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Haiti…Again

In 2010, a massive earthquake struck Haiti causing massive destruction in the City of Port au Prince and the smaller towns along the northern peninsula of the island. Several towns or small cities were utterly flattened. The death toll is estimated to have been as high as 300,000. The world responded and billions of dollars were pledged to assist the failed nation state to recover and rebuild. The NGO’s, foreign powers, and charitable organizations all rushed in to help…

Six years later, if you visit Haiti – not a hell of a lot has changed.

A fresh disaster, Hurricane Matthew has visited the island, and once again we are treated to dire reports –

Hurricane Matthew toll in Haiti rises to 1,000, dead buried in mass graves

Haiti started burying some of its dead in mass graves in the wake of Hurricane Matthew, a government official said on Sunday, as cholera spread in the devastated southwest and the death toll from the storm rose to 1,000 people.

The powerful hurricane, the fiercest Caribbean storm in nearly a decade, slammed into Haiti on Tuesday with 145 mile-per-hour (233 kph) winds and torrential rains that left 1.4 million people in need of humanitarian assistance, the U.N. Office for the Coordination of Humanitarian Affairs said.

A Reuters tally of numbers from local officials showed that 1,000 people were killed by the storm in Haiti, which has a population of about 10 million and is the poorest country in the Americas.

The official death toll from the central civil protection agency is 336, a slower count because officials must visit each village to confirm the numbers.

Authorities had to start burying the dead in mass graves in Jeremie because the bodies were starting to decompose, said Kedner Frenel, the most senior central government official in the Grand’Anse region on Haiti’s western peninsula.

Frenel said 522 people were killed in Grand’Anse alone. A tally of deaths reported by mayors from 15 of 18 municipalities in Sud Department on the south side of the peninsula showed 386 people there. In the rest of the country, 92 people were killed, the same tally showed.

Frenel said there was great concern about cholera spreading, and that authorities were focused on getting water, food and medication to the thousands of people living in shelters.

Cholera causes severe diarrhea and can kill within hours if untreated. It is spread through contaminated water and has a short incubation period, which leads to rapid outbreaks.

Government teams fanned out across the hard-hit southwestern tip of the country over the weekend to repair treatment centers and reach the epicenter of one outbreak.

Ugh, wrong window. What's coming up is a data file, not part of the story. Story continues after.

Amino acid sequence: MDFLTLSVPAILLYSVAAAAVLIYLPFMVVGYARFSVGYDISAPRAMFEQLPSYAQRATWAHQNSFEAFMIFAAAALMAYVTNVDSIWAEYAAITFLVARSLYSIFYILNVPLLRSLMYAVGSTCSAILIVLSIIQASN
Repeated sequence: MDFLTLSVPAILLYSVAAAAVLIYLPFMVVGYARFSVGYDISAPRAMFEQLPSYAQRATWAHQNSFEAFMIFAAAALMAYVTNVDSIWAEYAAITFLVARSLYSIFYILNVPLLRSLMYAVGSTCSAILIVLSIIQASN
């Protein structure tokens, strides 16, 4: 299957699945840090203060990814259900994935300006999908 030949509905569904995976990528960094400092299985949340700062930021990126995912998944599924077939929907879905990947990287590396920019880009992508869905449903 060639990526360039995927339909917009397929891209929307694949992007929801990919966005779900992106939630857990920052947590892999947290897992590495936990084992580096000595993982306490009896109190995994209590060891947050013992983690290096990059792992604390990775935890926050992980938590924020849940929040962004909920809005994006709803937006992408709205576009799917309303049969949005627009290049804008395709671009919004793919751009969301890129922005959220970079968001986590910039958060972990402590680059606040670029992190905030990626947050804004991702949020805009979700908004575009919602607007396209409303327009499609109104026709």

Once again the NGOs and charitable organizations are calling for money to help Haiti.

The response this time has been decidedly muted.

Of the $12 billion promised to Haiti after the earthquake for major infrastructure rebuilding, only about $600 million, mostly spent in humanitarian aid was ever actually spent. The monies promised for the major infrastructure projects, a new Airport, a sewage treatment plans, new power plants, drinking water processing, storm drainage…was never spent.

Why? Largely because of the Haitian Government, and the Haitians themselves.

Bill Clinton, through the Clinton-Bush Foundation formed the International Haitian Reconstruction Commission. It was funded by promised donations to over $3 billion. The Foundation only spent about $300 million of that. The IHRC Commission was made up of 22 voting members, with final approval for all projects by the Committee Chair Haitian Prime Minister Jean Max Bellerive. Chairman Bellerive tabled all of the major development projects, including the Airport, Septic plant, water processing, and storm drainage. So none of those projects got done.

Bill Clinton’s failure was in believing the Haitian Ministers would forgo the usual corruption and act in the best interest of the country…They didn’t.

A lot of the problems the country experienced with Matthew could have been mitigated or averted.

Here is an example. The reason the earthquake was so particularly devastating in Haiti was because of the low grade form of concrete utilized in most Haitian buildings. Concrete can be made with a variety of sand, but the type of sand used vastly affects the strength of the concrete. Haiti, unlike many of the islands in the Caribbean was formed by geological uplift from the bottom of the ocean. You dig anywhere in Haiti 12 inches below ground and you hit granite. Faced with the prospect of importing silica based sand, which makes the strongest concrete, Haitians used the cheaper locally acquired granite sand, resulting in a concrete at least 300% weaker. In engineering terms a concrete crumbling at 1000 psi, vs 3300 psi used to commonly build structures in the US, and even 7000 psi used to built airport runways and special structures. What you get from Granite sand is a concrete which vaporizes when shaken by an earthquake. When I arrived in Haiti after the earthquake, the entire city of Port au Prince was covered in an inch thick layer of concrete dust. In the frenetic rebuilding after the earthquake, the Haitian Government had the choice to set standards as to the types of materials used. They refused. So construction continued with the sub-par concrete. The new buildings fell…Again, during Matthew. And it wasn’t an issue of cost per say. My company investigated having barges bring in sand from Louisiana, and over 1,000 cubic yards a clip. The cost was not prohibitive (less than $10-20 million for 1 million cubic yards), and could have easily been covered by one of the grants to give the necessary sand to the public.